The case for abolishing ICE


There is a growing backlash against Immigration and Customs Enforcement (ICE) in America.

The movement has been fueled by President Trump’s divisive “zero tolerance” policy toward illegal immigrants, and the abhorrent practice of detaining immigrant children who have been separated from their parents. Many appalled protesters are looking for someone to be mad at besides Trump, and while ICE isn’t responsible for rounding up and separating immigrant families at the border (that’s Border Patrol), the anger being directed at ICE is warranted. It is an expensive, abusive, and unnecessary agency. We should get rid of it.

ICE has only existed for 15 years, during which time America’s spending on immigration enforcement, tracking, and surveillance has swelled like a tumor. The U.S. spent $187 billion on immigration enforcement between 1990 and 2013, according to the Migration Policy Institute. Deportations increased more than tenfold between 1990 and 2011. And ICE spends $2 billion every year to hold immigrants in private detention centers known for human rights abuses. One report found that, over seven years, ICE workers were accused of roughly 600 instances of sexual and physical abuse in detention centers. This is made worse when you realize that private contractors have been benefiting from the detention centers.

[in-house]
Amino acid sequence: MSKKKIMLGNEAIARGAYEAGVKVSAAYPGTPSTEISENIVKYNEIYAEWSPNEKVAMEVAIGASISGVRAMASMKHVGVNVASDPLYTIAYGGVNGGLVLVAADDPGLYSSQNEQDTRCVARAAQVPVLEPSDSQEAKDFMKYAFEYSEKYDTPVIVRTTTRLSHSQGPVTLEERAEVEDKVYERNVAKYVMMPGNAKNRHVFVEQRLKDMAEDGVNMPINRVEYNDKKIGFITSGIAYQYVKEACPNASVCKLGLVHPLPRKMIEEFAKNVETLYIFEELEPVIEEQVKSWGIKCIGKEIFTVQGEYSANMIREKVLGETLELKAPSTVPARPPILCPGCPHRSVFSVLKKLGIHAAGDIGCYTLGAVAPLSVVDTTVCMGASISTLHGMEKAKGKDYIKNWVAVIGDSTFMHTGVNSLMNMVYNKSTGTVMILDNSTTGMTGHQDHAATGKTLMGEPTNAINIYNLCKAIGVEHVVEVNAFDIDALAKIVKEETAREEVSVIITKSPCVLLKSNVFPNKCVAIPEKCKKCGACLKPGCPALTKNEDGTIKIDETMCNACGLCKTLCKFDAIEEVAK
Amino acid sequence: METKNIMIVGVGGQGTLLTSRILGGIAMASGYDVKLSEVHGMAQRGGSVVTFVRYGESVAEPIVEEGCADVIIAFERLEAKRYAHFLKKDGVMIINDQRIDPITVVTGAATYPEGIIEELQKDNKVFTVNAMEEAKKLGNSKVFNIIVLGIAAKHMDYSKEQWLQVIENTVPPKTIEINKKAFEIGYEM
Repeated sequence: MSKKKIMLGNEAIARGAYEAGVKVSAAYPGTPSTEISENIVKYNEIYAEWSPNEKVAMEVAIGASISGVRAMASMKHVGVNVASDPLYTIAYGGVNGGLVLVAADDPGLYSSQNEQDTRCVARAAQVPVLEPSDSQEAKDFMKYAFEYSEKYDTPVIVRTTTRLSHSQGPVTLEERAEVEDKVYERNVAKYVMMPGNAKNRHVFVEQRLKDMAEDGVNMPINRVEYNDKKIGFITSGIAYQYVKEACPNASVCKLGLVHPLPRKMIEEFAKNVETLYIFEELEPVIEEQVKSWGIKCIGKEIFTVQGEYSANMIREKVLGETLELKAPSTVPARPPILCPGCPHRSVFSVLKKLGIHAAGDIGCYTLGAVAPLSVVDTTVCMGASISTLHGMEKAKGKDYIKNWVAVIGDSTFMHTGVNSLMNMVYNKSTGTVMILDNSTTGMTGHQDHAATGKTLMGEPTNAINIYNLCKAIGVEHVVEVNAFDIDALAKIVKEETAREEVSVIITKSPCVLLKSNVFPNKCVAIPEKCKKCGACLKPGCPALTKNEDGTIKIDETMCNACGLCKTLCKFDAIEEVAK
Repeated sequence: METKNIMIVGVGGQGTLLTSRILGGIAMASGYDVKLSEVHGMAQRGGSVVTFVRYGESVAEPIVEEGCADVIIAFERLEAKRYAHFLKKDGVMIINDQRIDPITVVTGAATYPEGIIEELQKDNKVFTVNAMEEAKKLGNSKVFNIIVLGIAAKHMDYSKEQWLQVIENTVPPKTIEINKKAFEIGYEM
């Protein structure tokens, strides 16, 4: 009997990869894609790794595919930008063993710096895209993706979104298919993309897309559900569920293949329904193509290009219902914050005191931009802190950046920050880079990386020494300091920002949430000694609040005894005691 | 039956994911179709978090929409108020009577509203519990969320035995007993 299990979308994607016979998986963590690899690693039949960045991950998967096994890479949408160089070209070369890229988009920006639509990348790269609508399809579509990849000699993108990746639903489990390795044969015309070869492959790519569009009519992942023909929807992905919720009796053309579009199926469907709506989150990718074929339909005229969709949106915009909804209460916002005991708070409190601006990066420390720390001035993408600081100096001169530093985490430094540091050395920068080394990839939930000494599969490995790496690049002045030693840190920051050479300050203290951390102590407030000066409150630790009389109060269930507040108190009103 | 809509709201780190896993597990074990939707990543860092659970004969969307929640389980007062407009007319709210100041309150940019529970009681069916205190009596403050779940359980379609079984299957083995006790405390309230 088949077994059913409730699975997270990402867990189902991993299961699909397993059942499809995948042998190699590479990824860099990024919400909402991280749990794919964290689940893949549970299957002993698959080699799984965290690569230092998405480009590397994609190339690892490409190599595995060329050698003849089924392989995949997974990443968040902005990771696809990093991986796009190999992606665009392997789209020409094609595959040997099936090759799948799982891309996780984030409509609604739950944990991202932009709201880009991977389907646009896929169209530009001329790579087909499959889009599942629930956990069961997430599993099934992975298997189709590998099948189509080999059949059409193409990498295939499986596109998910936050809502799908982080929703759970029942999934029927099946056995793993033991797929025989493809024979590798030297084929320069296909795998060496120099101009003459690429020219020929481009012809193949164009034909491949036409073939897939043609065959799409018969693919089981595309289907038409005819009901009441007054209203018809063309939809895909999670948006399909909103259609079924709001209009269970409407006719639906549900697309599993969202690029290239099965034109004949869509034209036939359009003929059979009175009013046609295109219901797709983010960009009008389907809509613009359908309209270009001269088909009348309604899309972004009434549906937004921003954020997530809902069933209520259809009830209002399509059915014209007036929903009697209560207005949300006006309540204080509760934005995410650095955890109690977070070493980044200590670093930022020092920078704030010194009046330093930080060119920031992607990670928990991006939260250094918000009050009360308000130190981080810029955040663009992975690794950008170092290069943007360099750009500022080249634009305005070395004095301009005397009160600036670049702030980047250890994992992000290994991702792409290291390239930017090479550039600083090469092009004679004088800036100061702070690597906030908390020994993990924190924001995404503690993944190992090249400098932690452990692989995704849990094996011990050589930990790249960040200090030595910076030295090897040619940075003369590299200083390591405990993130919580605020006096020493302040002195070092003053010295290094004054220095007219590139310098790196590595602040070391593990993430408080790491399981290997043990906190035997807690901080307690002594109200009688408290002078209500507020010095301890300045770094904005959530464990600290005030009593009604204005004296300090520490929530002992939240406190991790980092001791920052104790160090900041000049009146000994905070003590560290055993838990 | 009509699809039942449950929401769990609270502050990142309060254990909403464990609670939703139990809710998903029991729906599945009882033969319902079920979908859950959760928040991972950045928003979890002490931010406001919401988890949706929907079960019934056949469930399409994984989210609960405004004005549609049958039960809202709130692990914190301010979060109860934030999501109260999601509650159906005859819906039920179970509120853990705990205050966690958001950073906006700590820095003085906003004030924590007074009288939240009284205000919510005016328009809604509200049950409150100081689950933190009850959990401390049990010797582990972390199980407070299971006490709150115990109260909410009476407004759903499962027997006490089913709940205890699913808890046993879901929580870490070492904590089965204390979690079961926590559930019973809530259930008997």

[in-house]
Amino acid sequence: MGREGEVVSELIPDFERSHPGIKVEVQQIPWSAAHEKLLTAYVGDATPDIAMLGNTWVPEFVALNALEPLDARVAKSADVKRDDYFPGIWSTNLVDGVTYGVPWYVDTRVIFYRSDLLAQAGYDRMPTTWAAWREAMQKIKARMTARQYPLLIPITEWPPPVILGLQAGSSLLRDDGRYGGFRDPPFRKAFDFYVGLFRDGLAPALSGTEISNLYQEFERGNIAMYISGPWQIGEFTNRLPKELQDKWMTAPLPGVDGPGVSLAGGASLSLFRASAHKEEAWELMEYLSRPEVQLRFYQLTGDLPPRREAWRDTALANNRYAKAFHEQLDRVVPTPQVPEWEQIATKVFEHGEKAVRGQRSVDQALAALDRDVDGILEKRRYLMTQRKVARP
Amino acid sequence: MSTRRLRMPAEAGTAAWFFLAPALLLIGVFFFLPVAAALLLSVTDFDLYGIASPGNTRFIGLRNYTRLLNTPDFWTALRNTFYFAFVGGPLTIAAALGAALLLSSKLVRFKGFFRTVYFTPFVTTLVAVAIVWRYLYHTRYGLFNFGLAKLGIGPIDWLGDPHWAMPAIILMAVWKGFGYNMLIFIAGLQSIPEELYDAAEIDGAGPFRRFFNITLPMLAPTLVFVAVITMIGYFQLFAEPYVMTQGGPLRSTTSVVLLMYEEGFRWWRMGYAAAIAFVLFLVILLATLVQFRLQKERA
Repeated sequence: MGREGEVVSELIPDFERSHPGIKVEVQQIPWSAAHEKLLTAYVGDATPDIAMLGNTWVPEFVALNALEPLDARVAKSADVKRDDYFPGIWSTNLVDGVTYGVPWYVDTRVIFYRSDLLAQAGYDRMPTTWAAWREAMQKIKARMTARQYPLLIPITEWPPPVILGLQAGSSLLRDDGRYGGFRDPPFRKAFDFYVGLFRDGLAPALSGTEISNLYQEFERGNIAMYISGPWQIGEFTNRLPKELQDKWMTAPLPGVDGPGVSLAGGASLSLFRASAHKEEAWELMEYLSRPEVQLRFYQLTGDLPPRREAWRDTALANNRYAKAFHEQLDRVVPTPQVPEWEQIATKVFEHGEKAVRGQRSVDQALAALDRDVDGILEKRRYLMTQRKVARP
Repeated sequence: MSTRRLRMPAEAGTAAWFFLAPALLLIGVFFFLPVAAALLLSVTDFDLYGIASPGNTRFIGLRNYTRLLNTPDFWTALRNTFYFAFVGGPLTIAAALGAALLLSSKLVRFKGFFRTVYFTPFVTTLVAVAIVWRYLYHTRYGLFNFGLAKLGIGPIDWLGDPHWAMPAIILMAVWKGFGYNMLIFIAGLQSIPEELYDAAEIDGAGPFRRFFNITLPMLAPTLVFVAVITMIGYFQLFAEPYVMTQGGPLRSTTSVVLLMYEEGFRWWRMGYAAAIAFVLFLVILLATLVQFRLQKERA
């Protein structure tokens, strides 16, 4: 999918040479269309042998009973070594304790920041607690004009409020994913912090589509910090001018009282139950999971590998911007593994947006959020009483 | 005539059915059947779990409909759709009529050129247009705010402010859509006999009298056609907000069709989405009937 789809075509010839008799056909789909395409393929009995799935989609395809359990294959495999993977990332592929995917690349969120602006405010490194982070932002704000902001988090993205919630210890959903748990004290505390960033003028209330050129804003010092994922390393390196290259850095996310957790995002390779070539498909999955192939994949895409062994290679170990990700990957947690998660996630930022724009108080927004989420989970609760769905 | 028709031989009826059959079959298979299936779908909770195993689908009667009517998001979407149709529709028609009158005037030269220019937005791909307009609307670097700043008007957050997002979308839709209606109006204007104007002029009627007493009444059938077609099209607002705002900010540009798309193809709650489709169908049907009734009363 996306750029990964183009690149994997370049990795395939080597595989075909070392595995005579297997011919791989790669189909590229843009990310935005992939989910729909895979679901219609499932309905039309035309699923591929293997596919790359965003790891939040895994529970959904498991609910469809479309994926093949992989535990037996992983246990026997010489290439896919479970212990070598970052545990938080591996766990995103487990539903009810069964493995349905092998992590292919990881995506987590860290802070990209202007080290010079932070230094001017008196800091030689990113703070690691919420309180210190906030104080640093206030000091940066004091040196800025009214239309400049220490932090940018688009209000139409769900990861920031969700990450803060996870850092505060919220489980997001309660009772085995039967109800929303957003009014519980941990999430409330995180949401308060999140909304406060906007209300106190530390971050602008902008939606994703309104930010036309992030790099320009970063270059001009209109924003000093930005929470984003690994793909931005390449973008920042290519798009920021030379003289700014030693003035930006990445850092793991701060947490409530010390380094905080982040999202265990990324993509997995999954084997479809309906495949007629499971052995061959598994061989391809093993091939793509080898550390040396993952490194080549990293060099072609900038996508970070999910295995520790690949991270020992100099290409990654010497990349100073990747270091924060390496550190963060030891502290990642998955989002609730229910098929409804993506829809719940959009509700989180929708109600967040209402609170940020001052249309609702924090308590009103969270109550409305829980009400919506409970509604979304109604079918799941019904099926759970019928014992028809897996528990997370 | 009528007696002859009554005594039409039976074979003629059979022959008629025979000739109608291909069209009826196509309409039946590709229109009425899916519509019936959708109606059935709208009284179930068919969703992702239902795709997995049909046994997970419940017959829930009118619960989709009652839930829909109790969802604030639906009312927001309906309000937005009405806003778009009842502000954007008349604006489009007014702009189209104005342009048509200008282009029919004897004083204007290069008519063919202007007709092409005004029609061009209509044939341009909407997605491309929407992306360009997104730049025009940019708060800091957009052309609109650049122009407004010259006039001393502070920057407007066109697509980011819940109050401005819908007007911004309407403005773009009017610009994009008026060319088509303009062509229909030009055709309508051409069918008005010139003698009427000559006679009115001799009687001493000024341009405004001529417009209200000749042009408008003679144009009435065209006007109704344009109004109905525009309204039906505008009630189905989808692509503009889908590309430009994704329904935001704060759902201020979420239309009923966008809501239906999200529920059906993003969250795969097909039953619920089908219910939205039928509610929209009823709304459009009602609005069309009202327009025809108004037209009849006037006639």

We now have a tangled monster of a system that incentivizes indefinitely holding people who have committed a civil infraction by crossing the border. We are spending a lot of money to punish families for nonviolent offenses — for doing a perfectly rational thing like trying to find more work, or trying to get their children out of violent, cartel, civil war-ridden countries.

Why do we even need ICE? The agency’s main job is to find and apprehend illegal immigrants who are already in the country. In theory, this is different from Border Patrol, which is meant to patrol, well, the border, but technically can operate anywhere within 100 miles of the border. As the American Civil Liberties Union has frequently pointed out, two-thirds of Americans live within 100 miles of the border, which means two-thirds of Americans are already under the jurisdiction of both ICE and Border Patrol. This essentially makes ICE, and its $3.8 billion annual budget, redundant. I can’t think of anything ICE does that brings added value to the country, but I can point to numerous instances of the agency unnecessarily harassing Americans.

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Source:: Politics – The Week

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